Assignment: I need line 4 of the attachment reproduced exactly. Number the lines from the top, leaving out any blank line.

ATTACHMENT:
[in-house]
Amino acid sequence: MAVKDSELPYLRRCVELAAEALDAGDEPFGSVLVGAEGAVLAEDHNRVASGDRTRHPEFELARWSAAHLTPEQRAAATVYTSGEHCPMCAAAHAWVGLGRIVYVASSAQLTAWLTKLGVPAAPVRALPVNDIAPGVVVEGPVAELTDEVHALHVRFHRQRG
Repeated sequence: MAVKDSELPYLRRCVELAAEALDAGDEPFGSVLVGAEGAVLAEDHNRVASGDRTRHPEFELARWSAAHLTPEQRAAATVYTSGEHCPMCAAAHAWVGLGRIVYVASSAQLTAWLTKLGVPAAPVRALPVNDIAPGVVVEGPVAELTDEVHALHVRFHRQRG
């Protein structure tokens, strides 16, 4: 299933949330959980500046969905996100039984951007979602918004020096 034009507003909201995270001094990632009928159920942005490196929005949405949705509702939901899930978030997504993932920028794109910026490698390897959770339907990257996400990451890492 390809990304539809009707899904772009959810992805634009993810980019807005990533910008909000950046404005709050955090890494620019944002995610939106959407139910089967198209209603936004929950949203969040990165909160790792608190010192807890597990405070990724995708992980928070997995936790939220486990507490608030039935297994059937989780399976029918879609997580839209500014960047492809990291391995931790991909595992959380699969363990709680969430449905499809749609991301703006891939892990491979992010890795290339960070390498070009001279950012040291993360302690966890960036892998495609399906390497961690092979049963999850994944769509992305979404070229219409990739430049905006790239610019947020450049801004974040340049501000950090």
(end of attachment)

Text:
């Protein structure tokens, strides 16, 4: 299933949330959980500046969905996100039984951007979602918004020096 034009507003909201995270001094990632009928159920942005490196929005949405949705509702939901899930978030997504993932920028794109910026490698390897959770339907990257996400990451890492 390809990304539809009707899904772009959810992805634009993810980019807005990533910008909000950046404005709050955090890494620019944002995610939106959407139910089967198209209603936004929950949203969040990165909160790792608190010192807890597990405070990724995708992980928070997995936790939220486990507490608030039935297994059937989780399976029918879609997580839209500014960047492809990291391995931790991909595992959380699969363990709680969430449905499809749609991301703006891939892990491979992010890795290339960070390498070009001279950012040291993360302690966890960036892998495609399906390497961690092979049963999850994944769509992305979404070229219409990739430049905006790239610019947020450049801004974040340049501000950090």